Mobile Phones Distract Drivers More than Passengers

WASHINGTON(Reuters) – Mobile phone calls distract drivers far more than even thechattiest passenger, causing drivers to follow too closely and missexits, U.S. researchers reported on Monday.

Using a hands-free device does not make things better and theresearchers believe they know why — passengers act as a second set ofeyes, shutting up or sometimes even helping when they see the driverneeds to make a maneuver.

The research, published in the Journal of Experimental Psychology:Applied, adds to a growing body of evidence that mobile phones can makedriving dangerous.

Lee Strayer of the University of Utah and colleagues have found in aseries of experiments using driving simulators that hands-free mobilephones are just as distracting as handheld models.

They have demonstrated that chatting on a cell phone can slow thereaction times of young adult drivers to levels seen among seniorcitizens, and shown that drivers using mobile telephones are asimpaired as drivers who are legally drunk.

For the latest study, also using a simulator, Strayer’s team showedthat drivers using a hands-free device drifted out of their lanes andmissed exits more frequently than drivers talking to a passenger. Theytested 96 adults aged 18 to 49.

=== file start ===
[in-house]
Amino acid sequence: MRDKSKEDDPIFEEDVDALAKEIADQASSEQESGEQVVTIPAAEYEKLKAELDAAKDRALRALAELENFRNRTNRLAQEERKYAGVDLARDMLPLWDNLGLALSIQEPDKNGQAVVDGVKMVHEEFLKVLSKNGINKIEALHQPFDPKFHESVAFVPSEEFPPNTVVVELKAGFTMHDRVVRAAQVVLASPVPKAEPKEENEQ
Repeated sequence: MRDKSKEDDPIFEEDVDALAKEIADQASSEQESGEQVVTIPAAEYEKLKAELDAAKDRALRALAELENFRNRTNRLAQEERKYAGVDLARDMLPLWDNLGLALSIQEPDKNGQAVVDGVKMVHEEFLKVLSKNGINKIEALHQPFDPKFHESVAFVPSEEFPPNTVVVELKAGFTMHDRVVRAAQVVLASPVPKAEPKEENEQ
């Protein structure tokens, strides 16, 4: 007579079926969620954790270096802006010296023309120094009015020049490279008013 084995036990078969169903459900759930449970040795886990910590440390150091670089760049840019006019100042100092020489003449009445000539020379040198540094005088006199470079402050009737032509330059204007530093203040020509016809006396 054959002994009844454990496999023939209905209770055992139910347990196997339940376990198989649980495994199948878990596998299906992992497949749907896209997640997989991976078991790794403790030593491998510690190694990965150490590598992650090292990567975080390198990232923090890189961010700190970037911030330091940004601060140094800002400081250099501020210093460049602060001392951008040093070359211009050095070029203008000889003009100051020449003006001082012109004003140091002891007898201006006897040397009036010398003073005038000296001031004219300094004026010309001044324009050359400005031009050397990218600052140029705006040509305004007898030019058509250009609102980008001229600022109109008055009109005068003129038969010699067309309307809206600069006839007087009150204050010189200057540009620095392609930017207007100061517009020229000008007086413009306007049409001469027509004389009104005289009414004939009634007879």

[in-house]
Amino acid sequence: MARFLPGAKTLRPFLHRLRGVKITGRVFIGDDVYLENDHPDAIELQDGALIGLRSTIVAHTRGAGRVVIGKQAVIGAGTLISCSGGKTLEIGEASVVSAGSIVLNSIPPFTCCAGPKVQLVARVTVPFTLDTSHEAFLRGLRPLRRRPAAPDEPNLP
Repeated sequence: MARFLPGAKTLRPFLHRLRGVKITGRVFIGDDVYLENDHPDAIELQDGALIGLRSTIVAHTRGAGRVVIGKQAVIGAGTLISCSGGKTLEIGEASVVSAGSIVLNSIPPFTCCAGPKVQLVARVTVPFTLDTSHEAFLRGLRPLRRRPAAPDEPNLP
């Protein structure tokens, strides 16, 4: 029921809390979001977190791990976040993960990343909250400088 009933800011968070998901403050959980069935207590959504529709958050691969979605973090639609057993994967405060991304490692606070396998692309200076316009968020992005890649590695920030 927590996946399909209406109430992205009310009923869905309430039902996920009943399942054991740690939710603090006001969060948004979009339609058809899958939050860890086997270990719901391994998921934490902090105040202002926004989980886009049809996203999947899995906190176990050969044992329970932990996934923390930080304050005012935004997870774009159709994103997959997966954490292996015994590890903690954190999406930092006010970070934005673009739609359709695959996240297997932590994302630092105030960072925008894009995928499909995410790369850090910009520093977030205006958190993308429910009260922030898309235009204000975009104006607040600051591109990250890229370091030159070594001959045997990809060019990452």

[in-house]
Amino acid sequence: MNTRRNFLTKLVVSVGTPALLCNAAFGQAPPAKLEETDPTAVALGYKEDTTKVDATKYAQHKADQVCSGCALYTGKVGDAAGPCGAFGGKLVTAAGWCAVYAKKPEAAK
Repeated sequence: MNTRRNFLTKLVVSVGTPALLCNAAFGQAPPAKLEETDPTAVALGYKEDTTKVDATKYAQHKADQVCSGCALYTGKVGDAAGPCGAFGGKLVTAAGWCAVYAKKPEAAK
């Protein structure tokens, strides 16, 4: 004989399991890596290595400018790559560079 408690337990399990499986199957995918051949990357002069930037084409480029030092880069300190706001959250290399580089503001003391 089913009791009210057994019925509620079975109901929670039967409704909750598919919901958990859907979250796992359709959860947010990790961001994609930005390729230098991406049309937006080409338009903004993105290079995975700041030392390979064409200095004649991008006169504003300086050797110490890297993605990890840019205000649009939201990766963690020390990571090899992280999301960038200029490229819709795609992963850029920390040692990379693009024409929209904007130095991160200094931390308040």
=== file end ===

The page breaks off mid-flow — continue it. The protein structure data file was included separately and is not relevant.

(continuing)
"The passenger adds a second set of eyes, and helps the drivernavigate and reminds them where to go," Strayer said in a statement.

"When you take a look at the data, it turns out that a driverconversing with a passenger is not as impaired a driver talking on acell phone," he added.

Passengers also simplify conversation when driving conditions change, the researchers wrote.

"The difference between a cell phone conversation and passengerconversation is due to the fact that the passenger is in the vehicleand knows what the traffic conditions are like, and they help thedriver by reminding them of where to take an exit and pointing outhazards," Strayer said.

Strayer’s team has videos showing drivers missing exits while onmobile phone headsets and showing that passengers interruptconversations to help drivers exit correctly

(Reporting by Maggie Fox; Editing by Cynthia Osterman)


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